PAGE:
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(Cairo) -- A controversial TV channel that is the voice of Iraq's anti-American insurgents look set to launch another front in the propaganda war against the U.S.
The head of al-Zawraa, which airs footage produced by the Islamic Army of Iraq, says he has finalized a deal for the channel to be distributed on three European satellites, including one seen by American viewers.
The move comes as U.S. officials are pressing Egypt to stop transmitting the channel via its Nilesat satellite.
With attitudes toward America in practically every part of the world already ranging from distrust to violent hatred, and seeming to worsen by the day, it may seem naive to think that public diplomacy can rescue us. But because the only sure way to protect us from terrorist attacks is to become less a target of their hostility, it is worth trying a different strategy than is now being practiced in our public diplomacy.
MIAMI, Fla. -- TV and Radio Marti may have finally come of age. They are now beamed into Cuba by Miami's runaway powerhouse Spanish language station, and on DirecTV to circumvent the Castro government's broadcast jamming. With Fidel Castro's decline from power, could expansion of the Martis throughout Latin America be on the horizon?
You've got to be kidding, you say? Not so fast.
(Cairo) Sunni-Shia power politics and U.S.-Egyptian relations have come head-to-head in a dispute over a satellite television station that is the latest weapon in the arsenal of Iraq’s insurgents.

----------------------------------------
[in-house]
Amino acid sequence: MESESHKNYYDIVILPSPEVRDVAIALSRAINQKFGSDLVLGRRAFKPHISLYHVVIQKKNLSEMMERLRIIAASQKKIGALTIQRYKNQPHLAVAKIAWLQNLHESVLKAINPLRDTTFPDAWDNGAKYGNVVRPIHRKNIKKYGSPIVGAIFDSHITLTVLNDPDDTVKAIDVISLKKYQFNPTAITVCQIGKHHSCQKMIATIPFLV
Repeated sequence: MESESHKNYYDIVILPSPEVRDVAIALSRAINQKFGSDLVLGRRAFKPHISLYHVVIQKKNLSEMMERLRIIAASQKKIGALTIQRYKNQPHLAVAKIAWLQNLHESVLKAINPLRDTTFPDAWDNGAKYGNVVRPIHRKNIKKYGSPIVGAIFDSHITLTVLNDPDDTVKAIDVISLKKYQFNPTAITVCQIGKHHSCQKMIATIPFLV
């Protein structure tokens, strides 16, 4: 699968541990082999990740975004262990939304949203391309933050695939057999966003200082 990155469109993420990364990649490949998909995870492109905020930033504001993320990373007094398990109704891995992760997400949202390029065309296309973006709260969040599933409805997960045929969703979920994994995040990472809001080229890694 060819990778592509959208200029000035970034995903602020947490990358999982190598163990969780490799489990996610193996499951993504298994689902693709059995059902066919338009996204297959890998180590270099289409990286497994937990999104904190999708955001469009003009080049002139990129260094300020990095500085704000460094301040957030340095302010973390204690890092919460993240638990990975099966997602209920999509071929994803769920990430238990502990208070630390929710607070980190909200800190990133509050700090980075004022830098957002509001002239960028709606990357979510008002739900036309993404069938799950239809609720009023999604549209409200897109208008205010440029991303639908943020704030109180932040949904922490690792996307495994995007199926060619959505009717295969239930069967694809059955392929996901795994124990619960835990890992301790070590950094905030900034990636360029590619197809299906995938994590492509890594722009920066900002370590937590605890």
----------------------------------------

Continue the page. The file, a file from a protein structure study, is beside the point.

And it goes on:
Al-Zawraa, a television version of the now-infamous jihadi websites, is being broadcast across the Arab world by Nilesat, a satellite provider answerable to the Egyptian government. The Iraqi station features non-stop scenes of U.S. troops being picked off by snipers, blown up by roadside bombs and targeted by missiles.
WASHINGTON -- America should “trumpet” the doubling of visas issued in the past year to U.S.-bound students.
That was the advice of panelists at a public diplomacy program this morning.
Do we Afghans ever think about our debt of service to Afghanistan and actually doing something about it? I think we hardly do so. But let us begin with the basic fact that the land we call home is diversely populated, geographically landlocked, politically and economically least developed, and unfortunately located in a predatory neighborhood where at least one of our neighbors sees its raison d'être partly dependent on instability in Afghanistan.
Jeane Kirkpatrick, the former U.S. Ambassador to the United Nations who died at age 80 December 8, will likely be recalled as the great master of public diplomacy shock and awe during the Ronald Reagan presidency. She was arguably the most effective champion of President Reagan's foreign policy objectives, who rivaled the president himself when it came to working the media.
This article originally appeared in Foreign Policy in Focus, December 13, 2006.
Anti-Americanism has emerged as a term that, like "fascism" and "communism" in George Orwell's lexicon, has little meaning beyond "something not desirable." However it is defined, anti-Americanism has clearly mushroomed over the last six years, as charted in a number of polls. This phenomenon is, everyone agrees, intimately tied to the exercise of U.S. power and perceptions around the world of U.S. actions.
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